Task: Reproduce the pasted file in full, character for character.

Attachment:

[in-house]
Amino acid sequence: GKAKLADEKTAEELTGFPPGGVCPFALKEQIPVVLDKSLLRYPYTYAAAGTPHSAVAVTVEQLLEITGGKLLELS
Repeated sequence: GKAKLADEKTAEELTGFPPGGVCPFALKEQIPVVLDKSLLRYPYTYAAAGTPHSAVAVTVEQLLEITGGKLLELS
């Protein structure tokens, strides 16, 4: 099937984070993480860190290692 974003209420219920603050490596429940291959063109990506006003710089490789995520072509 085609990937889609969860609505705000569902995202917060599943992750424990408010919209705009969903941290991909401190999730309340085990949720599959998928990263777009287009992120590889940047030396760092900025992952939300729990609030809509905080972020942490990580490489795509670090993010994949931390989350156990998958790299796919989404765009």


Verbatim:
[in-house]
Amino acid sequence: GKAKLADEKTAEELTGFPPGGVCPFALKEQIPVVLDKSLLRYPYTYAAAGTPHSAVAVTVEQLLEITGGKLLELS
Repeated sequence: GKAKLADEKTAEELTGFPPGGVCPFALKEQIPVVLDKSLLRYPYTYAAAGTPHSAVAVTVEQLLEITGGKLLELS
């Protein structure tokens, strides 16, 4: 099937984070993480860190290692 974003209420219920603050490596429940291959063109990506006003710089490789995520072509 085609990937889609969860609505705000569902995202917060599943992750424990408010919209705009969903941290991909401190999730309340085990949720599959998928990263777009287009992120590889940047030396760092900025992952939300729990609030809509905080972020942490990580490489795509670090993010994949931390989350156990998958790299796919989404765009």